How to avoid snowmobiling accidents
Although this is a fun activity in the winter, paediatricians say they treat many injuries because people don't take the proper precautions
Are snowmobiles safe for children and youth?
Snowmobiling is a popular winter activity in Canada. But each year, many people are seriously injured while snowmobiling. Head injuries are the leading cause of serious injury or death on snowmobiles.
Injury can happen when:
- the snowmobile hits a tree, another snowmobile or other motorized vehicle,
- a child/teen falls from the snowmobile, or the snowmobile rolls over them,
- loading or unloading a snowmobile from a trailer
- riding conditions are unsafe (such as bad weather).
To safety drive a snowmobile, you need to be strong, skilled and mature. For this reason: Children and teens under 16 years of age should NOT operate snowmobiles.
Head injuries are more common in passengers than in drivers. It takes strength and stamina to be a passenger on a snowmobile. Passengers need to hold on tight for a long period of time, which can be hard to do, especially when the snowmobile is running over bumpy ground at a high speed. For this reason, children under the age of 6 should never ride as passengers on a snowmobile.
If you’re a parent who operates a snowmobile, you can model safe behaviour by following these guidelines.
Before you go out:
- Check the weather forecast.
- Check the condition of the trails. In some areas, you may need to see if there is a danger of an avalanche. Do not snowmobile on ice if you're not sure how thick it is or what condition it's in.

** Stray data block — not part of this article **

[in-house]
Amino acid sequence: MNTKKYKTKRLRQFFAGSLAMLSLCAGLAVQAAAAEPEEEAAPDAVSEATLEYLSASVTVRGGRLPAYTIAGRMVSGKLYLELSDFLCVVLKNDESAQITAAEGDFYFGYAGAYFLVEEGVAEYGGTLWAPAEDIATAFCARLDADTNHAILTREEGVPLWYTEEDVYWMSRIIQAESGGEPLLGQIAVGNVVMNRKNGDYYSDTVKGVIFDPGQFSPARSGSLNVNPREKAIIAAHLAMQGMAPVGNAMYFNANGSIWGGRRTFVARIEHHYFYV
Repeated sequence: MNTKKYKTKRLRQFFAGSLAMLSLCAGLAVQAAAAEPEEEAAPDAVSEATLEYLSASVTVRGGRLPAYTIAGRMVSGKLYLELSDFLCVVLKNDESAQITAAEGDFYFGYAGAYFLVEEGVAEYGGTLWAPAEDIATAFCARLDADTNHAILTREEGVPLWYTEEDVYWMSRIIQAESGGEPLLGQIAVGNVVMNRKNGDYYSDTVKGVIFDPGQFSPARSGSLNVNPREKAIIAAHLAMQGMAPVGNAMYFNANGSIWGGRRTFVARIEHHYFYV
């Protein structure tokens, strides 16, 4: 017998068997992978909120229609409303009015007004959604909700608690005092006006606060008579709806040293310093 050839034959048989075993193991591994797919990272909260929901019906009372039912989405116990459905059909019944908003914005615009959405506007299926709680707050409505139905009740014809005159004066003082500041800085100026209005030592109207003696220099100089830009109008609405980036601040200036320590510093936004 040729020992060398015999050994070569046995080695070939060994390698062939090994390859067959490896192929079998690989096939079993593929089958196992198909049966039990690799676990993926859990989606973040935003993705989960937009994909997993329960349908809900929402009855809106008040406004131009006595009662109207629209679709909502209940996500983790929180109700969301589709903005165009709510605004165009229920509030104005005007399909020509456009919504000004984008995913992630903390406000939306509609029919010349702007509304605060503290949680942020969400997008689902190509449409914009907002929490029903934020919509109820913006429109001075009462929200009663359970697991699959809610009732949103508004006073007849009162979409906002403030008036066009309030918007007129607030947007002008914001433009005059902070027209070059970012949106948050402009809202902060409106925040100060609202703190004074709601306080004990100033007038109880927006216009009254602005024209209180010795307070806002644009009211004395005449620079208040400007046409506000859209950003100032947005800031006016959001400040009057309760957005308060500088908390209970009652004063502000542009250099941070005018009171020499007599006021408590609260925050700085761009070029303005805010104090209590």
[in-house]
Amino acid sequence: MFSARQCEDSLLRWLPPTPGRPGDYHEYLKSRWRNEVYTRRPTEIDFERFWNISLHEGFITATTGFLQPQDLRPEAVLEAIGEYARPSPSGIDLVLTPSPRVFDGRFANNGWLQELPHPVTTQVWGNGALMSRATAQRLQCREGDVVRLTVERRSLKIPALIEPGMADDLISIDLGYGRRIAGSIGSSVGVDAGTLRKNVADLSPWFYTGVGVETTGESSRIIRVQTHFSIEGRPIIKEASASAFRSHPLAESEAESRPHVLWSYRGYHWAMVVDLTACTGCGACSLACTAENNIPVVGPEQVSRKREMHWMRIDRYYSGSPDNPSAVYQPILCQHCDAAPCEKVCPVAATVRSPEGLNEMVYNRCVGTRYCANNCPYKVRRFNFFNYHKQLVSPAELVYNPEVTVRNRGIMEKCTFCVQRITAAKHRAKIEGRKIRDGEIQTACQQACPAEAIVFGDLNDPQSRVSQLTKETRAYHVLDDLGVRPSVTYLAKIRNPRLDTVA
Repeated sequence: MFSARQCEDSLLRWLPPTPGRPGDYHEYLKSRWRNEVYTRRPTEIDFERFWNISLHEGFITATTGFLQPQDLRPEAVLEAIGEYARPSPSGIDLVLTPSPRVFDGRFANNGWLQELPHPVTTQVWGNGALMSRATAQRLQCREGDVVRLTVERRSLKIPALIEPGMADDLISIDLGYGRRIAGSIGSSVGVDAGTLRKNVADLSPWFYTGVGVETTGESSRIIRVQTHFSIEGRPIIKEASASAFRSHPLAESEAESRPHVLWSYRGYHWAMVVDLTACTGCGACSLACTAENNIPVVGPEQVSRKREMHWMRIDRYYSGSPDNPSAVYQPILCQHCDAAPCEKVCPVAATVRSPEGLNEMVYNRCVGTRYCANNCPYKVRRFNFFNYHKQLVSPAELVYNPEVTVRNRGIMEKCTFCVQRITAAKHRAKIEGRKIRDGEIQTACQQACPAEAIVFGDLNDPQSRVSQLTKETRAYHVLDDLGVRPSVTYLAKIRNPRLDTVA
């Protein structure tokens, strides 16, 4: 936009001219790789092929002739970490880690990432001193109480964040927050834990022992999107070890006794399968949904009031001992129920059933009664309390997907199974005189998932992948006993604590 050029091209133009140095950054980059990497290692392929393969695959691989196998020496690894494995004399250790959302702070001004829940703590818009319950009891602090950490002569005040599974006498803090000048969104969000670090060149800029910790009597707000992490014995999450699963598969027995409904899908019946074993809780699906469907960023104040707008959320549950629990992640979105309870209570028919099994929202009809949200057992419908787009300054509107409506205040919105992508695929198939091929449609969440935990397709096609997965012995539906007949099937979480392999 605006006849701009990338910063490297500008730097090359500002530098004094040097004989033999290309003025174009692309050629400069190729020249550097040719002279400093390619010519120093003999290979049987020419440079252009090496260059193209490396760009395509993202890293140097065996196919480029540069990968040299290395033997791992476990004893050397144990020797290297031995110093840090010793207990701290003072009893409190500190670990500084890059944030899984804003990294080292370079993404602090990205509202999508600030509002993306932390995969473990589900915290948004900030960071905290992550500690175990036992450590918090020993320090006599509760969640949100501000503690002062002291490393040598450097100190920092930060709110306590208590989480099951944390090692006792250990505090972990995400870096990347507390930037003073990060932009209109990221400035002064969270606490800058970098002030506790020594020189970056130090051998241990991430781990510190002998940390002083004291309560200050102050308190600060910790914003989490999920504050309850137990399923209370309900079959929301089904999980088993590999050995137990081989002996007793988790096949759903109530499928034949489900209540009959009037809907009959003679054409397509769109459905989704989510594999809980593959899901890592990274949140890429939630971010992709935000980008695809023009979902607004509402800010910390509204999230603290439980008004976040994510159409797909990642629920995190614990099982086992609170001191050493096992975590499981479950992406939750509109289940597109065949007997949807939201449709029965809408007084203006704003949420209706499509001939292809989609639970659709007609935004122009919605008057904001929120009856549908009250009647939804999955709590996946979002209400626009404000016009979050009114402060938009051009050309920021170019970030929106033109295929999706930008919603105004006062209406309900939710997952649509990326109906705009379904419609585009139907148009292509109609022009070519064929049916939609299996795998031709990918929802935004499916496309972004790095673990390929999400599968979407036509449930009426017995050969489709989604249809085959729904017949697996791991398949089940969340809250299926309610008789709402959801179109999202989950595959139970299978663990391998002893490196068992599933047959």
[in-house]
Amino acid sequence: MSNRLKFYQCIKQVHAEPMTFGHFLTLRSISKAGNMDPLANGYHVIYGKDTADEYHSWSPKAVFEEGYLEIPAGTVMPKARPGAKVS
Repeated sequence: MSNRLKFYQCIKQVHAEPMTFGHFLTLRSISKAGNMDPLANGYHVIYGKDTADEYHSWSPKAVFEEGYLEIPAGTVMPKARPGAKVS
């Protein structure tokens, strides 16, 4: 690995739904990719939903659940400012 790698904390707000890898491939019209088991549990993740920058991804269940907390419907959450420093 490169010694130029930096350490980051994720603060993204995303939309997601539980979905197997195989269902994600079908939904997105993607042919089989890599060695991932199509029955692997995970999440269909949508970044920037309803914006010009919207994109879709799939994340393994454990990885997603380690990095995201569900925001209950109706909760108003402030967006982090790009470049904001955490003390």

- Be careful when fueling your snowmobile to avoid burns and explosions.
- Take care when loading snowmobiles on and off trailers to prevent strains and crush injuries.
- Learn the signs of hypothermia (when body temperature drops to dangerously low levels) and what to do if this happens.
Have the right equipment:
- Wear well-insulated protective clothing including goggles, waterproof snowmobile suits and gloves, and rubber-bottomed boots.
- Drivers and passengers should wear helmets that meet Canadian standards.
- Snowmobiles should have brightly coloured antenna flags mounted on rods that are 1.2 m to 2.4 m long, located on the back of the machine. This is especially important if you’re driving in a hilly area, so that others can see you.
- Carry a first-aid kit, an emergency tool kit (with spark plugs, and drive and fan belts), an extra key, and a survival kit that includes flares. Carry a phone if you’re in an area with service or get a satellite phone for greater coverage.
- No one under the age of 16 years old should drive your snowmobile.
- Never allow children younger than 6 years old to ride as passengers.
- Do not carry more than one passenger.
- Don’t pull people on saucers, tubes, tires, sleds or skis behind a snowmobile. If you must tow someone, the safest way is to use a sled or cutter attached to the snowmobile by a rigid bar connection. Travel at a slow speed over level terrain, away from trees, rocks and other vehicles. A spotter should always watch when someone is being towed.
- Beginners should stick to groomed trails and drive during the day.
- Always travel at safe speeds. Many trails have posted speed limits.
- Be extra careful on unfamiliar or rugged terrain where you might run into hazards you can’t see, such as barbed wire.
- Always keep headlights and tail lights on so that you can see, and so that others can see you.
- Travel in groups of two or more, and only on marked trails away from roads, waterways, railroads and pedestrian traffic.
- Drowning is a leading cause of snowmobile fatalities. Snowmobiling across ponds or lakes can be extremely dangerous and is not recommended.
Never drink alcohol or use prescription or non-prescription drugs (including marijuana) that make you drowsy or alter your judgment before or while operating a snowmobile.
Dr. Denis Leduc is a general paediatrician in the Montreal area. He is a Past President of the Canadian Paediatric Society. For more information on your child's growth and development, visit caringforkids.cps.ca or soinsdenosenfants.cps.ca, on Facebook at facebook.com/caringforkids.cps.ca and on Twitter @CaringforKids or @soinsenfants.
This article was updated November, 2017